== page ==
CV | Interview with Michael Zheng | www.michaelzheng.org
HUTTER | ZHENG | O’DONOGHUE
06.11.11 – 02.12.11
CV: <img src="http://vg07.met.vgwort.de/na/663ba42c85ca47638736033f6e14c04b" width="1" height="1"
San Francisco based artist Michael Zheng was born and grew up in China. He studied computer science at Tsinghua University in China and, after relocating to the Bay Area, worked in Silicon Valley for ten years. Later he left his job to attend the San Francisco Art Institute, where he studied with Paul Kos, Tony Labat and John Roloff. He also studied with Nari Ward and Patty Chang at Skowhegan. His thinking is heavily influenced by the notion of the "original face" in Zen Buddhism. Using a conceptual approach infused with sincerity, absurdity, and humor, his work often takes the form of situational intervention, performance or sculptural installation in which he explores and critiques on a "system level" how people perceive, how we relate to each other and what is art.
Michael has exhibited his work worldwide. He received artist residencies from the prestigious MacDowell Colony in New Hampshire in 2005 and the Skowhegan School of Painting and Sculpture in Maine in 2003. In 2005 and 2007 he was nominated for the SECA Award from the San Francisco MOMA. He was acknowledged by the Artadia award in 2007. In 2008, he was nominated for the Bay Area Now 5 at the Yerba Buena Center for the Arts. His intervention project with the Baltic Triennial was selected as No.2 of the best art shows by the Pravda magazine in Lithuania, 2006.
His work have been reviewed in Sculpture Magazine, Yishu, Artweek, Shotgun Review, San Francisco Chronicle, SF Weekly, Portland Phoenix, Neue Rheinische Zeitung and Rheinische Post in Germany, Lietuvos Zinios and Lietuvos Rytas in Lithuania, and the Artists Magazine in Taiwan, among others. His debut solo in San Francisco, As the Butterfly Said to Chuang Tzu, won critical acclaim.critical acclaim.
Interview with Michael Zheng:
Tell us more about your work „Bed Bath and Breakfast“. How did it develop?
It came from a revelation of the nature of repetition in my own daily existence. The existential repetition could rule your daily experience, or you could choose to see the repetition as the agent for the minute differences. A zen buddhist way of experience it has an interesting dynamic quality while going through the same gestures.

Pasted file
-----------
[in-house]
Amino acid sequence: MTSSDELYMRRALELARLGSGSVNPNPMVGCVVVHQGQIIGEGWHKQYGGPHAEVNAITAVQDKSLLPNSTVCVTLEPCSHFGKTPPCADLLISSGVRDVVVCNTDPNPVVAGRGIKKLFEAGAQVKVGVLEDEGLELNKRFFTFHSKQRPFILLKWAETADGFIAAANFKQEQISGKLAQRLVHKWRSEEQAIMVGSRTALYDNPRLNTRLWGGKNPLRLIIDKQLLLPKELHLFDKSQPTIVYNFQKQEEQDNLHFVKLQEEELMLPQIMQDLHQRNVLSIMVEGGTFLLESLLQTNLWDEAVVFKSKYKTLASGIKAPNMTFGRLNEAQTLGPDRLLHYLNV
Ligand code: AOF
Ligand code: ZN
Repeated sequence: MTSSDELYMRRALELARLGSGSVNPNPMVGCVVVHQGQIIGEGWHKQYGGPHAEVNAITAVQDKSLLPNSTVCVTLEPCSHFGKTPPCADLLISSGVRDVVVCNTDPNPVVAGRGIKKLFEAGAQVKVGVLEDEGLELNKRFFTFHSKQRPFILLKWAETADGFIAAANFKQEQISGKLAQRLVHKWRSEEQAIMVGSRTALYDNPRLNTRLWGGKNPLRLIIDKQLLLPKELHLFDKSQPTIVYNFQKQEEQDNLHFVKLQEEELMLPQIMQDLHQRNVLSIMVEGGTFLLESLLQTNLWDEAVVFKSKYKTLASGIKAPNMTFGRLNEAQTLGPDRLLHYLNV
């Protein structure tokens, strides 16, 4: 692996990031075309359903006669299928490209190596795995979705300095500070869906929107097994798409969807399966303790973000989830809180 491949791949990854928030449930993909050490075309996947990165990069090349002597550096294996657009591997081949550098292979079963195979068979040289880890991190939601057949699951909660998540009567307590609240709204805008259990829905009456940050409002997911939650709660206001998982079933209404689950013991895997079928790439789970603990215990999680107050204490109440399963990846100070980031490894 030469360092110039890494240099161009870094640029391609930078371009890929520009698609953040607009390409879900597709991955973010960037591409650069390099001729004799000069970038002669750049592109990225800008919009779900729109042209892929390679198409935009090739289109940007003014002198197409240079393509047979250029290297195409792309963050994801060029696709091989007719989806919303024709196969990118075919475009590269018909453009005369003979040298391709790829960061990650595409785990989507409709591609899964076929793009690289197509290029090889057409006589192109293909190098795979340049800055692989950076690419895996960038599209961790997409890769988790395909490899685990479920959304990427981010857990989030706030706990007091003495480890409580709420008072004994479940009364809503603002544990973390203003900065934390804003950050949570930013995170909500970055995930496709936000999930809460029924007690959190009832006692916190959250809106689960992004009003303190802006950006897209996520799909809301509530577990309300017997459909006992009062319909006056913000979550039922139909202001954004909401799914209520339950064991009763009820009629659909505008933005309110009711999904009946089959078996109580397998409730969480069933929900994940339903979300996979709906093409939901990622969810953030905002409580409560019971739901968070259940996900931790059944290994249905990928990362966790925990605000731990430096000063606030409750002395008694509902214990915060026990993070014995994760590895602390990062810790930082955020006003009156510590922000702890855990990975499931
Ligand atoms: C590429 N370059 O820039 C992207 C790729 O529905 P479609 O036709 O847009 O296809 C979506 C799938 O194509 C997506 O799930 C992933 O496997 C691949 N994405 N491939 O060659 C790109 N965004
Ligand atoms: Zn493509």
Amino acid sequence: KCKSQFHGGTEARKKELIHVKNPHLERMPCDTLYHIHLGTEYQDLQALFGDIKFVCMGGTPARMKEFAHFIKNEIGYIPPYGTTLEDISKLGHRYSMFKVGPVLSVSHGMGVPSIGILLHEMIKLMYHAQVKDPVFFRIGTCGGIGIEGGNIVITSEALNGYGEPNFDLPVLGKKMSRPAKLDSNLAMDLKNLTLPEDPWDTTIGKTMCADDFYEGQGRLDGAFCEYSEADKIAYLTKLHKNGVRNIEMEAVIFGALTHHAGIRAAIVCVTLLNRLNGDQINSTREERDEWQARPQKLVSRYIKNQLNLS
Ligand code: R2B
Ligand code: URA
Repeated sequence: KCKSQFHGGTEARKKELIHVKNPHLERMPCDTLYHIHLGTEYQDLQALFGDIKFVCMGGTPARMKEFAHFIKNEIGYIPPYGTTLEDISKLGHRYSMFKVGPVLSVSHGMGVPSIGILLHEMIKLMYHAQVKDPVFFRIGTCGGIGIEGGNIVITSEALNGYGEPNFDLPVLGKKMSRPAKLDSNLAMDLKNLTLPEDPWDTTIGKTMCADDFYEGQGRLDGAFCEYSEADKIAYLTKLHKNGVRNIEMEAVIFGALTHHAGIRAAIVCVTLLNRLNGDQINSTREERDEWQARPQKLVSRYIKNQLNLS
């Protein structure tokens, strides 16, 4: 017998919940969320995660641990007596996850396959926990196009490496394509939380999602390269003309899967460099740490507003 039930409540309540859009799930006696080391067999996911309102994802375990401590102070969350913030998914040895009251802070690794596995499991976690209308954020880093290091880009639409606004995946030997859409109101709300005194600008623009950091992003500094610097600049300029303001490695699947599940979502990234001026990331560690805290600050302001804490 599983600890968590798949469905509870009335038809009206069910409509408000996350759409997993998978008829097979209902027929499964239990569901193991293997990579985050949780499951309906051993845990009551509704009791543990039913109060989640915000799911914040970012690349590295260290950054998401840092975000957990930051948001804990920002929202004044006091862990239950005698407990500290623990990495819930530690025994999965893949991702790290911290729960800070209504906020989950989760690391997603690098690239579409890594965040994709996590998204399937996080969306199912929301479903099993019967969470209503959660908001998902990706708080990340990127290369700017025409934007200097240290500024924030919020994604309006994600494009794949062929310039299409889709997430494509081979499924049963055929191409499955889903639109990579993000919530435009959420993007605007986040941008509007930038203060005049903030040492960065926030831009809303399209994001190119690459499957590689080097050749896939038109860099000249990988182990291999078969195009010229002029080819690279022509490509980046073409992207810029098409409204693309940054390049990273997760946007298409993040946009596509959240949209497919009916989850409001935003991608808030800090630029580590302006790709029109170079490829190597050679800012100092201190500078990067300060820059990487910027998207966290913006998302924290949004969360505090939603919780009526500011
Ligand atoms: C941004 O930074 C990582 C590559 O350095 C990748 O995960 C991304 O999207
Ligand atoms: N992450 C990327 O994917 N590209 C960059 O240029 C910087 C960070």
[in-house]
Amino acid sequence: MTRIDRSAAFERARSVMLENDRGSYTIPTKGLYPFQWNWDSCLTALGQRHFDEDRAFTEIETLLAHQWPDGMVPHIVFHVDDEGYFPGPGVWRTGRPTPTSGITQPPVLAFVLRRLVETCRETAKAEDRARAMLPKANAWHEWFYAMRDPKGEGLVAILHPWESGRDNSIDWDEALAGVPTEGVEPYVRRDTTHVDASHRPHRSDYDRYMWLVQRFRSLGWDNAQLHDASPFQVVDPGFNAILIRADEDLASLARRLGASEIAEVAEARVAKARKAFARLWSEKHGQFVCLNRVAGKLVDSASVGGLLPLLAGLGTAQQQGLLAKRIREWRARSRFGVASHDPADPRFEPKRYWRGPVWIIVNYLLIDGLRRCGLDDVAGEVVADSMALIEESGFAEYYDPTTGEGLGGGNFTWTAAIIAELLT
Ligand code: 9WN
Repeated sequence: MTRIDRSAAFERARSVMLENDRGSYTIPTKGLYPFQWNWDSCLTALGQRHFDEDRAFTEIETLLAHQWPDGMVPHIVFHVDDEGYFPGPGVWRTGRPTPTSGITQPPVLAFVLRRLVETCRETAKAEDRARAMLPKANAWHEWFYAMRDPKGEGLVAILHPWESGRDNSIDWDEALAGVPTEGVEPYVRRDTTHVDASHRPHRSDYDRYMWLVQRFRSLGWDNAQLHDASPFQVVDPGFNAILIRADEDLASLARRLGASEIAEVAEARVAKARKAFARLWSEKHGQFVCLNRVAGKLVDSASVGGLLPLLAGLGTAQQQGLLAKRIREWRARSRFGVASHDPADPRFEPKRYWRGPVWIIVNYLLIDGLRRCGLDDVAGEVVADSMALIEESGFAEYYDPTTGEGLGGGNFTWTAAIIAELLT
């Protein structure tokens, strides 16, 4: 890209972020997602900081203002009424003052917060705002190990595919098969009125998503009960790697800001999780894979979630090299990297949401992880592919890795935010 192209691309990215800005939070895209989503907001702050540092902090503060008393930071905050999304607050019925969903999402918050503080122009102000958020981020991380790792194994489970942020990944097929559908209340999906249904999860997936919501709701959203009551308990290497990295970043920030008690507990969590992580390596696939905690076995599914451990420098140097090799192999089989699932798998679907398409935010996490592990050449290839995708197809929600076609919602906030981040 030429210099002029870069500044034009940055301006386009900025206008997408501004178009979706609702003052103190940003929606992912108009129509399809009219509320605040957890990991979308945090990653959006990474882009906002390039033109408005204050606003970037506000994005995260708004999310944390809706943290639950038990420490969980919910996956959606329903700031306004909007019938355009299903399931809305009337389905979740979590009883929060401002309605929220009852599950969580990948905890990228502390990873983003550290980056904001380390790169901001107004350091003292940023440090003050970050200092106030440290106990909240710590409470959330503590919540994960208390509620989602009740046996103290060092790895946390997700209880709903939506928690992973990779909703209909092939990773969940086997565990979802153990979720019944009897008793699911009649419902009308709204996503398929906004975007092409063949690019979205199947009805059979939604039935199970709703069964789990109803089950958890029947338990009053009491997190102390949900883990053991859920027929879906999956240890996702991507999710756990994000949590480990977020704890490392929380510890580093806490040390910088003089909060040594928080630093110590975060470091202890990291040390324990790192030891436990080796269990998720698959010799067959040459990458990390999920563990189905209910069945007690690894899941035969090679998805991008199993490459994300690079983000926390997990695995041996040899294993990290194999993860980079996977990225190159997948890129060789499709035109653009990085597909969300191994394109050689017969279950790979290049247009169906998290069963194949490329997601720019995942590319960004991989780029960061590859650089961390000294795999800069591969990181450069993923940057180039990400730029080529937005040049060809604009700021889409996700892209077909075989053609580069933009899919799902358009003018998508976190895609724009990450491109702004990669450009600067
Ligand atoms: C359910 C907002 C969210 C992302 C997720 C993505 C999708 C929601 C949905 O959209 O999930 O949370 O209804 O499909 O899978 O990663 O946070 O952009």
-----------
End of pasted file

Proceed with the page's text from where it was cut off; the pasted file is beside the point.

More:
I experimented to see if my body could feel the difference. I first took a regular walk in the house. Then I attempted to walk the same path in a manner and pace that would be as close to the first walk as I could. If I tripped the first time, I would try to trip in the same way the second time. Then I repeated this for a third time. I felt that each time came pretty close to the previous walk.
Naturally, I wanted to take advantage of the time recording aspect of the video for this act. And sure enough, I found to my surprise that the three walks came within one second from each other.
You’re a performance artist – why document performances on videos? Do you document all of them, only some? Why/why not?
I document some of my performances in video, some in photography. Performances are best seen as they are performed live. In that sense, documentation of performances always has a „second generation“ feel to it. That said, video documentation shows better some type of performances, especially those that have more development in the details. My experience is that, photography documents better performances that are durational in nature.